Tuesday, November 25, 2014

The Mom Standard

"Pretend the injured worker is your Mother. Now tell me how you’d like to have this case handled."

That's how one industry consultant describes what he tells claims administrators handling cases for his client employers.

The analogy is perfect in my mind, particularly when I ask audience members at various speaking engagements whether they would choose to be treated for an injury or illness under the work comp system, or defer to general health.

Every time I ask there is only one, maybe two, people that choose work comp over general health - despite the fact that work comp entails much less out of pocket expense (no deductible) and, despite the proliferation of treatment guidelines, a greater menu of available services covered.

I suppose these informal, highly non-scientific, anecdotal surveys reflect a concern among industry professionals that the care they would receive if there were a work injury or illness would fall below the Mom Standard.

Last month the Mom Standard was tested, and I wrote about it - Mom, at 90 years old, contracted pneumonia. Her care facility acted quickly, and largely because of the rapid response by them and the medical team at Palomar Medical Center had her back to her residence in 3 days, and fully rehabilitated in 2 weeks.
Palomar Medical Center, Escondido, CA

That's the Mom Standard of care - quick, direct, aggressive medical care early - and the result is a positive outcome.

There's a lot of times when that standard isn't met in workers' compensation cases, and there's a number of reasons, all of them fall under an overarching cause: work comp might be a "no fault" system, but it is very much a liability allocation system.

Fault is "responsibility for failure or a wrongful act."

Liability on the other hand deals with "money owed; debts of pecuniary obligations."

Liability in workers' compensation gets in the way of the Mom Standard of care, particularly when the obligation to pay is assumed by a third party under an insuring contract.

The industry seems consumed with "costs." It seems that no matter what the analysis of any particular case or situation, there is always some mention of costs - and that's because someone or some entity is liable; i.e. is responsible for paying the bill.

For instance, the California Workers' Compensation Institute released a report the other day reviewing trends in medical benefits in workers' compensation.

A 19.4% increase in costs for prescription drugs and durable medical equipment in 2012 drove an overall 2.3% increase in average medical benefit payments per indemnity claims, CWCI concluded.

Carriers paid an average of $16,375 in medical benefits per indemnity claim at the 24-month period for accidents occurring in 2012, compared to $16,003 on claims for injuries occurring in 2011, but the overall amount paid for medical treatment actually dropped slightly to $10,903 on 2012 claims from $10,931 on 2011 claims.

In the meantime, medical cost-containment expenses increased about 2% to $2,330 from $2,283 per indemnity claim.

This is all good and well - the payer part of the industry does need to know where the money is going. I get that.

But obsession with where the money is going tends to overshadow why the money is going there.

CWCI reported that average medical costs dropped on 2004 and 2005 claims following the reforms of the early 2000s. From 2005 to 2009, payments for all four subcategories of medical benefits increased steadily.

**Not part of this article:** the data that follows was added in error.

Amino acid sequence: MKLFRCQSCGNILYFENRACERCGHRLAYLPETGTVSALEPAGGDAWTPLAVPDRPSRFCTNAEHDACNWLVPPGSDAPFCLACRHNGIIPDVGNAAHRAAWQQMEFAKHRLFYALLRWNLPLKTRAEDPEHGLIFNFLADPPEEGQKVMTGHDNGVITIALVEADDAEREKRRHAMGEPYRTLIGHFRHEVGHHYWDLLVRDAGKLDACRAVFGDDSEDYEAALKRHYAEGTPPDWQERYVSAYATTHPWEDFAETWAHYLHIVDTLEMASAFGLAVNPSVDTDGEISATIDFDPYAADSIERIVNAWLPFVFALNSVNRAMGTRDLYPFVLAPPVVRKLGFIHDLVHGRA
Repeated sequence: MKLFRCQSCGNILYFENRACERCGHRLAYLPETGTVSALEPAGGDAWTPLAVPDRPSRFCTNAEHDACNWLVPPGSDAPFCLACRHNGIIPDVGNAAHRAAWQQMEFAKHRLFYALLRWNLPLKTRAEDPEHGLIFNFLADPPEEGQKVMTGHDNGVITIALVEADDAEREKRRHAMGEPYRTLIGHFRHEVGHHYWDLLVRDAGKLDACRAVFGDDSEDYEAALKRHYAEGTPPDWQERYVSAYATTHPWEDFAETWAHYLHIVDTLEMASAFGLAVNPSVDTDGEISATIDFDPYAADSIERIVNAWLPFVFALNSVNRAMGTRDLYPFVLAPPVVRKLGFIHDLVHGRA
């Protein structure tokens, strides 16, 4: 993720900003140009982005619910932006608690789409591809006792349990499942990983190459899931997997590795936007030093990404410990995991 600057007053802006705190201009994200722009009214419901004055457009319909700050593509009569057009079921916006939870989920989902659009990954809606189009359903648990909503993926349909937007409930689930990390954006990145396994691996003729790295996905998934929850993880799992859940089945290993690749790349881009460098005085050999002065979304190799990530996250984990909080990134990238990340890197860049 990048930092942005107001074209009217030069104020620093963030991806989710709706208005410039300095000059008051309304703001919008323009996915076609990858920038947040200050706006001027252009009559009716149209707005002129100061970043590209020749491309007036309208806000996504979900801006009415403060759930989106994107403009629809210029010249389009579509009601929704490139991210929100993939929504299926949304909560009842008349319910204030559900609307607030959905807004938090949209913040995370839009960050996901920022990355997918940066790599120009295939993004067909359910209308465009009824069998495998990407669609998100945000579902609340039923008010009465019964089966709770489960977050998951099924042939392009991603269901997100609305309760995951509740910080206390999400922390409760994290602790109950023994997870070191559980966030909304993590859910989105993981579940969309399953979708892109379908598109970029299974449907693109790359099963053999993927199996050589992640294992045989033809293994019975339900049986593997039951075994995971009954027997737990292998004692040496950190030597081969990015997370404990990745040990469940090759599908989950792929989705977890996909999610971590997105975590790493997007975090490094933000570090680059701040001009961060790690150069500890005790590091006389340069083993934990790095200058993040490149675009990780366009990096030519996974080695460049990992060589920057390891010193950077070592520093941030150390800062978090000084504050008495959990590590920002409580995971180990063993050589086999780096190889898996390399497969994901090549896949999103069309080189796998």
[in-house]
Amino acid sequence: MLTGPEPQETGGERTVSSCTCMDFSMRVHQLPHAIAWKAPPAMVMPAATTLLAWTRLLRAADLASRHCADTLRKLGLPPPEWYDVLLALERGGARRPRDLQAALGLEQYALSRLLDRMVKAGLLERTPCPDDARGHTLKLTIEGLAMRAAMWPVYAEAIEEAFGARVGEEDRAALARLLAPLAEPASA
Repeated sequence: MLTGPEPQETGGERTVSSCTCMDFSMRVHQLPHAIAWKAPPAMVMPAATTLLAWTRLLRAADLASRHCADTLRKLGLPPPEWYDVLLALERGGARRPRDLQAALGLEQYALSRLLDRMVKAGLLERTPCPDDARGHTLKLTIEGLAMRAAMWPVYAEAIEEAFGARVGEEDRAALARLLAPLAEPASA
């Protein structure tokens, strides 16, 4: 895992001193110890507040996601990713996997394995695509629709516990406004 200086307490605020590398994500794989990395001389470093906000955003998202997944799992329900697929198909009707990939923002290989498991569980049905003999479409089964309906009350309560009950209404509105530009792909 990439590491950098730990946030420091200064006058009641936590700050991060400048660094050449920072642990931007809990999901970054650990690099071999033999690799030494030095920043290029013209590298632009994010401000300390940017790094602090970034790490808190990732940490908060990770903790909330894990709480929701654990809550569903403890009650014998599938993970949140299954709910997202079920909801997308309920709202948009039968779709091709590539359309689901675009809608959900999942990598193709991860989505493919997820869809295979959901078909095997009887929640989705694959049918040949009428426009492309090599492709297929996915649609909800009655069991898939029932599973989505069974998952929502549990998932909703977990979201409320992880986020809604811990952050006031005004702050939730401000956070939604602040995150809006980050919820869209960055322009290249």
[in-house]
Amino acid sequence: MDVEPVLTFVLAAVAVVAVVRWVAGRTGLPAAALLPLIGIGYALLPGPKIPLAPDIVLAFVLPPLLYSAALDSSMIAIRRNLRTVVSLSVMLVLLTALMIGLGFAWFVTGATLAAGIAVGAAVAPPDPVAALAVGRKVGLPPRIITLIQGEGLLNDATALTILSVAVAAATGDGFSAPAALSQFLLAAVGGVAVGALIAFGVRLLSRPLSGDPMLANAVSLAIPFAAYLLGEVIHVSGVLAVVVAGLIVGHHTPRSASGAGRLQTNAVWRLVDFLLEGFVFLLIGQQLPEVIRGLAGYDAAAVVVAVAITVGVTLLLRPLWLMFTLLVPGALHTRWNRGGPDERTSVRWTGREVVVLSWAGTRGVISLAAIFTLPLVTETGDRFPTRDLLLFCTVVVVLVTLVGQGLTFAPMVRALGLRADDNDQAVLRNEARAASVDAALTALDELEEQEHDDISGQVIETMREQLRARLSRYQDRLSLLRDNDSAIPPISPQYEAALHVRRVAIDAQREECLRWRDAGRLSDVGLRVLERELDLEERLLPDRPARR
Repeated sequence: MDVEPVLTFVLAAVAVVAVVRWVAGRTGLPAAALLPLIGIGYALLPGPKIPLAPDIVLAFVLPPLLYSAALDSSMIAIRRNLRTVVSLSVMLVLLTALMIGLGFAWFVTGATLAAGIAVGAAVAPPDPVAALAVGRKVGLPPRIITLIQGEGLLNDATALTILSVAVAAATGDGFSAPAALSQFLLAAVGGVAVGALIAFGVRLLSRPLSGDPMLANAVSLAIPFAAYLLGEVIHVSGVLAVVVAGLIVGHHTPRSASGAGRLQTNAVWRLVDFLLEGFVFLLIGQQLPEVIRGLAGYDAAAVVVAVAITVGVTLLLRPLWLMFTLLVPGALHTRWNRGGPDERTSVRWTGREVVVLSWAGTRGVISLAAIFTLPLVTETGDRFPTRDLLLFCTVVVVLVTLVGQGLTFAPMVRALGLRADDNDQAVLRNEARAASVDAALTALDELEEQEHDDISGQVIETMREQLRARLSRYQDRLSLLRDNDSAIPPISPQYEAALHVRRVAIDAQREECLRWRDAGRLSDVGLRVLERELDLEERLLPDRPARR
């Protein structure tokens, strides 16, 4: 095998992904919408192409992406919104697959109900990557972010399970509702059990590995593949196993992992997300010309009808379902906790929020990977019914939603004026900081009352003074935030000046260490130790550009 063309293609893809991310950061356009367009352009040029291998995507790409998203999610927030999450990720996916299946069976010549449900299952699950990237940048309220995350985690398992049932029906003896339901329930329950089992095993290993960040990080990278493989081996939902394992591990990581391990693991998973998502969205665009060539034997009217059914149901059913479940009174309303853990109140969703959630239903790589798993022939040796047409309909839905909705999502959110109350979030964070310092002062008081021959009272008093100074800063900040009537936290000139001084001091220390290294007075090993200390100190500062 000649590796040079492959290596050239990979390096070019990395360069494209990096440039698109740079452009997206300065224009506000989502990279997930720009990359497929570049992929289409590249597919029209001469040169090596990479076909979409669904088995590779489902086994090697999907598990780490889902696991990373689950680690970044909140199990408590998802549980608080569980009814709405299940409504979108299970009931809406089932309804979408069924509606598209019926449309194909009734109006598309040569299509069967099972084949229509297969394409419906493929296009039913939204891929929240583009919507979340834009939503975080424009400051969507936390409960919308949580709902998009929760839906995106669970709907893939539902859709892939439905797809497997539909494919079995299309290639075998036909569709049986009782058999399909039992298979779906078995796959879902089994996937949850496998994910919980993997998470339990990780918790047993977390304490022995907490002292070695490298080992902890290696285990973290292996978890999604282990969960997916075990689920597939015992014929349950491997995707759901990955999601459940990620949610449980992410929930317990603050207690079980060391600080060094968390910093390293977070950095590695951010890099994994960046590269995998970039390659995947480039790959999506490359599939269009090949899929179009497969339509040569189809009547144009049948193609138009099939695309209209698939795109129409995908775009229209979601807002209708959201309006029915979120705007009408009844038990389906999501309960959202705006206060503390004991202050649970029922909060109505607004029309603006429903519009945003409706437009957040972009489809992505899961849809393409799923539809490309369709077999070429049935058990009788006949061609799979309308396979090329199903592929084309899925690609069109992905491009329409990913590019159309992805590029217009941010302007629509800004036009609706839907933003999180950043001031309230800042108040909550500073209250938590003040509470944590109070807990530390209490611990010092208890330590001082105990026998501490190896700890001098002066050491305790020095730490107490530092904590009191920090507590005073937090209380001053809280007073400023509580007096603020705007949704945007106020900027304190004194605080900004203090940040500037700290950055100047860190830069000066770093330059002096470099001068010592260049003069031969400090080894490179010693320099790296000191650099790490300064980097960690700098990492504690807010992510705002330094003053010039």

Medical-cost containment expenses were the fastest-growing subset during this period. CWCI attributes this to the adoption of the Medical Treatment Utilization Schedule, mandatory utilization review and the introduction of medical provider networks through the early 2000 reform measures. Average medical-cost containment expenses of $2,173 on 2009 claims were 217% higher than the $685 paid in 2002.

But average total medical benefit payments at the three-month valuation point were relatively stable until accident year 2008, when they increased 32.1% to $2,483 from $1,879.

"The average amount paid for medical benefits at three months post injury on more recent claims declined slightly in AY 2011 and AY 2012, but then jumped 28.1% in AY 2013 and 12.1% in AY 2014," CWCI wrote. "These sharp increases in average medical paid at three months post-injury may indicate faster delivery of initial medical services rather than a significant increase in the volume of medical services that were eventually delivered. The impact of the SB 863 medical reforms may become clearer as more developed data from AY 2013 and AY 2014 become available, though the preliminary data on medical payments at three-months post-injury indicate the 2012 reforms were not associated with any reduction in overall medical payments per indemnity claim during the initial period following the injury."

All of that to say, basically, we're not sure whether effective care is being obtained by injured workers in a timely fashion.

Then there are the anecdotes that our focus is misplaced, that we're not using the Mom Standard.

In a comment to the story in WorkCompCentral about the CWCI report, "screwed in this system" says he has been denied the only follow up post surgical therapy he can tolerate, aqua therapy, so he pays for it himself. He has been through the Utilization Review and Independent Medical Review process.

He states, "How much did two UR reviews and an IMR cost as apposed to just providing me with the post spinal surgery PT? The ONLY reason it was denied in the first place is due to claims adjuster not providing relevant records."

Failure of the Mom Standard...

Because concerns of liability trump the Care of Mom.

Think of Mom, then deliver the care.

Maybe then, by next time I take an informal poll of our colleagues, I'll get more hands favoring work comp care over general health.

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